After ten years of marriage, I was heading for divorce.  I knew in my soul that this was what God wanted of me.  I had spent years praying that we would make it.  We had gone to counseling.  I had spent years praying that I would be able to find the strength to submit my will to my husband's.  I had spent years praying that I would be in love with him.  And I spent the final year praying that I could just see him as I know Christ sees him.  None of it worked for me.  Finally, I did the unthinkable.  I prayed and asked if I should get a divorce.  I knew God would tell me no.  I knew he would somehow realize my pain and give my strength to carry on.  But He didn't.  I felt through my mind a great certainty and an answer that I needed to prepare to leave my husband and my marriage.  It was the worst crisis I had ever encountered in my life- for I am a child from a broken home- and I know exactly what I was doing to my children.
I tried to go talk to my bishop.  But it was summer, and he was out of town a lot.  I kept getting put off, kept getting put off, and I finally decided that I wasn't important enough for his time.  We went through a divorce.  I lost many friends.  It seems that divorce is much like leprosy and people are afraid of catching it- or at least that is the only answer I have come up with.
I carried on.  I threw myself into my work, into my children.  I continued going to church, accepting and serving in callings.  Eventually I started to date. 
During this time, I had researched surrogacy and was planning to be a surrogate for my aunt and uncle.  When they (miraculously) got pregnant on their last IVF attempt, I still had a strong sense that I needed to be a surrogate.  I found a beautiful couple that wanted a child, and I proceeded with the journey.  I told the women I served with in the stake primary presidency about the surrogacy, and I was shocked and hurt by their sudden and rude reactions.  Not only did they say hurtful things, but they went and, as I see it, "told on me" to the bishop.  He hauled me in to his office, and we had a talk.  He prayed that we would have the spirite with us.  He read to me the line from the bishop's manual that said, "the church strongly discourages surrogacy."  I asked him why that was.  We had a long conversation, in which the spirit presided, and I left that meeting with his words of, "I support you and so will many other families in the ward.  However, there will be those who have read these words and will not."  I was filled with hope and peace.  I was so glad he had felt the spirit and that we had been able to have such a wonderful conversation.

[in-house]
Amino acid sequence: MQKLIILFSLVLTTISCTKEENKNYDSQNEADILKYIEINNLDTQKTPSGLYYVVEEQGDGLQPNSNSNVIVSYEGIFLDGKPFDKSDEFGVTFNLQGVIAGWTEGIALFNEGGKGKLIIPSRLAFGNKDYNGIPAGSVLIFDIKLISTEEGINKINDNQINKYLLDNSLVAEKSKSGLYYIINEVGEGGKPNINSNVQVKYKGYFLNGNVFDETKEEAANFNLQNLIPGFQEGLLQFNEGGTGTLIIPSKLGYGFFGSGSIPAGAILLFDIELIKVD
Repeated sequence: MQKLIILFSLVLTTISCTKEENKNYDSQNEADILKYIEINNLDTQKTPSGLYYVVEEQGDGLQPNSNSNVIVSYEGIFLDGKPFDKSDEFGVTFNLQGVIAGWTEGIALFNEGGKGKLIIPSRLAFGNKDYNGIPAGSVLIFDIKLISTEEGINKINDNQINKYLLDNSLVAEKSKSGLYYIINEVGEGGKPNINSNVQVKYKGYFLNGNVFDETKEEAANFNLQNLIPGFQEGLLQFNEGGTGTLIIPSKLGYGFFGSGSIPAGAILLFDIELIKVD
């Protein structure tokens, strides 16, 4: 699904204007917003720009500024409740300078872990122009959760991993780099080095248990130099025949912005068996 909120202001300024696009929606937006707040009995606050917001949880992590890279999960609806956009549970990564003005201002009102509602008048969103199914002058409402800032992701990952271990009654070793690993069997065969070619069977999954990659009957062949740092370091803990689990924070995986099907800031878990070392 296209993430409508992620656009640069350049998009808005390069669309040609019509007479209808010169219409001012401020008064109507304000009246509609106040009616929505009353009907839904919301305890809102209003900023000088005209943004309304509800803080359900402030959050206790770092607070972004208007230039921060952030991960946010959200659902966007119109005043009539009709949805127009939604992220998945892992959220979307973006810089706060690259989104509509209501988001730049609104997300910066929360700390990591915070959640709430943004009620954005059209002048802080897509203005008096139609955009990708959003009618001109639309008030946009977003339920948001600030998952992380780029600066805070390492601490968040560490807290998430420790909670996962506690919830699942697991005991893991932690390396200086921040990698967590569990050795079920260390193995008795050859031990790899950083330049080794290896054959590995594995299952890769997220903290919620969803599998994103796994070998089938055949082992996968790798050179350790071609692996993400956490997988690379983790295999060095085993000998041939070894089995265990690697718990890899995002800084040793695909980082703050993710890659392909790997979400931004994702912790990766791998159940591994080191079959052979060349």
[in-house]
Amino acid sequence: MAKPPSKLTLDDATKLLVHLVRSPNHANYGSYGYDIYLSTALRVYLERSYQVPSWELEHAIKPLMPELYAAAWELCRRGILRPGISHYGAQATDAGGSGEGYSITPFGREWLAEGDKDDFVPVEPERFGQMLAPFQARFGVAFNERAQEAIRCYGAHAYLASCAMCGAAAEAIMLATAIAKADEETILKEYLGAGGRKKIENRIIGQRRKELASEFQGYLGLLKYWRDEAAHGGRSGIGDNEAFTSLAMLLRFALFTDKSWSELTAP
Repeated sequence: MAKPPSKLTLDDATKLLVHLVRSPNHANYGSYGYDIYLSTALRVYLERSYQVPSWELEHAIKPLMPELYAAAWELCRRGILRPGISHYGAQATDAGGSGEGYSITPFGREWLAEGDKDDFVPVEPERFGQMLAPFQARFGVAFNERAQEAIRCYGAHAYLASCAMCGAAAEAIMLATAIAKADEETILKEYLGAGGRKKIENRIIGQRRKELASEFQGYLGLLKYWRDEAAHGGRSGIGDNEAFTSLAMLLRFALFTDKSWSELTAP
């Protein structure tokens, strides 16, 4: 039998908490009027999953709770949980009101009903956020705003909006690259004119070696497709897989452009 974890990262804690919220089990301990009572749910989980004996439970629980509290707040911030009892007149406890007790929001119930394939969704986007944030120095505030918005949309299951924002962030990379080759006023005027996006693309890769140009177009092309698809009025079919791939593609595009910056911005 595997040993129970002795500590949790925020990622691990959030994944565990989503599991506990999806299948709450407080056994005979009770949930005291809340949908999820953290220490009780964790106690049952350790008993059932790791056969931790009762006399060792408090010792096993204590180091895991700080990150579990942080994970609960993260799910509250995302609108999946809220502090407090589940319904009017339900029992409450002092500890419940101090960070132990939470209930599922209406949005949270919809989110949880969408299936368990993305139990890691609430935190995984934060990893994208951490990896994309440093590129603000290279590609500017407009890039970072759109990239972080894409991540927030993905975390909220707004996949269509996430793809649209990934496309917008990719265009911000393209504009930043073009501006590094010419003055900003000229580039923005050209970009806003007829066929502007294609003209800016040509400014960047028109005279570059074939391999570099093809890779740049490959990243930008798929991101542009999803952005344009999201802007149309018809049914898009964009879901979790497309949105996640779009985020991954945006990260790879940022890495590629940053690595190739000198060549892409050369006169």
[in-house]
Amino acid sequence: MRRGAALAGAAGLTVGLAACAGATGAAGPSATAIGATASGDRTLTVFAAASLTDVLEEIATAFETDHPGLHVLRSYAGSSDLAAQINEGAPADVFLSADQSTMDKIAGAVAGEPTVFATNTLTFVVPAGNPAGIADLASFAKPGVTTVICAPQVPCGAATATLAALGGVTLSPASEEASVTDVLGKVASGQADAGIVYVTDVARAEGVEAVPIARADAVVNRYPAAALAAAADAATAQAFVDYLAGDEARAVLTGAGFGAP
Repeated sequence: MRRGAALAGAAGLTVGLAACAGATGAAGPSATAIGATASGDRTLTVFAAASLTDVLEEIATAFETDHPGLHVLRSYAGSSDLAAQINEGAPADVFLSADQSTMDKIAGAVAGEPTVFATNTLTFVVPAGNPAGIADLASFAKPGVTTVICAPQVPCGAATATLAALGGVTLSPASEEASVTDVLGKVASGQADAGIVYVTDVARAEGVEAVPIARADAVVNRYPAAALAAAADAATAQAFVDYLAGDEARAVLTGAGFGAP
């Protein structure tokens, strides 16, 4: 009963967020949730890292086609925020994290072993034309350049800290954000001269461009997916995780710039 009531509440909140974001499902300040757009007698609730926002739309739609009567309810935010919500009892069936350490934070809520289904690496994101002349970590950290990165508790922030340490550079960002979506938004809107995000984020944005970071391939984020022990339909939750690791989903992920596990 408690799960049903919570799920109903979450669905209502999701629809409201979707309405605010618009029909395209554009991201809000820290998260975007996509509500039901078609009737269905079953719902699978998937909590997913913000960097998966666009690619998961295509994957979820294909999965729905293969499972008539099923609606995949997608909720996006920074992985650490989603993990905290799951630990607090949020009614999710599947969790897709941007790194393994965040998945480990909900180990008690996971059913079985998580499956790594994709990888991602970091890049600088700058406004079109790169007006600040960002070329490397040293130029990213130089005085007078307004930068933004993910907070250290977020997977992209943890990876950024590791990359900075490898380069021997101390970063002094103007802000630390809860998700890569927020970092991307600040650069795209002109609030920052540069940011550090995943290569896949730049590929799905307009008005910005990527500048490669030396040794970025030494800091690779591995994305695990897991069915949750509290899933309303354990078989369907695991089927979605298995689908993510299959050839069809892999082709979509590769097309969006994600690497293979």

I delivered two precious babies and carried on with life.  I found out that my ex-husband had been excommunciated.  I don't feel that the leaders had the right to tell me, nor that I had the right to know.  However, they told me before I could refuse the telling, and I dealt with the information.  He was apparently quite remorseful, and began the process of getting back into the church.  In the meantime, I was released from my last calling, and was growing away from the church.  I did not feel the love or support that I once had, and so I stepped back.
I was dating a wonderful man, a non-member, and I had grown away from the church.  By this point, about a year into our relationship, I knew I loved him and wanted to spend my life with him, but I was not ready to get married, as I was still afraid of the pain my first marriage had caused and very cautious about moving too quickly for my children..  Of course, not getting married quickly led to other problems, and I made the choice to be with him- in every sense of the word.
My children attended church with their father every other weekend, so when I was called and asked to come meet with the bishop, I figured it was in reference to them.  The executive secretary would not tell me why, and I suppose he probably didn't. 
Here is the crux:  I went in to meet with the bishop (the very same one who had told me that he believed my surrogacy was a good choice).  He prayed, and in this prayer, he asked that he would "be able to say the things that needed to be said", no mention of the spirit, no mention of anything normal.  I knew something was wrong. 
He asked me if I wore my temple garments.  I told him I did not.  When he asked me why, I told him I had never understood them, did not like them, and I frankly couldn't remember why I wore them, so I stopped.
He jumped right in to his next question, which of course was if I was having- I don't remember the exact words- but basically something to the effect of having sexual relations outside of marriage.  I told him yes.
He asked, and these words I remember exactly, if I wanted to talk about it.  I stated very clearly that I did not (how disgusting is that?  What would I have said?  Yes, it was great, thank you). 
I asked him why he was asking me these questions.  I asked him who told him these things.  He would not tell me.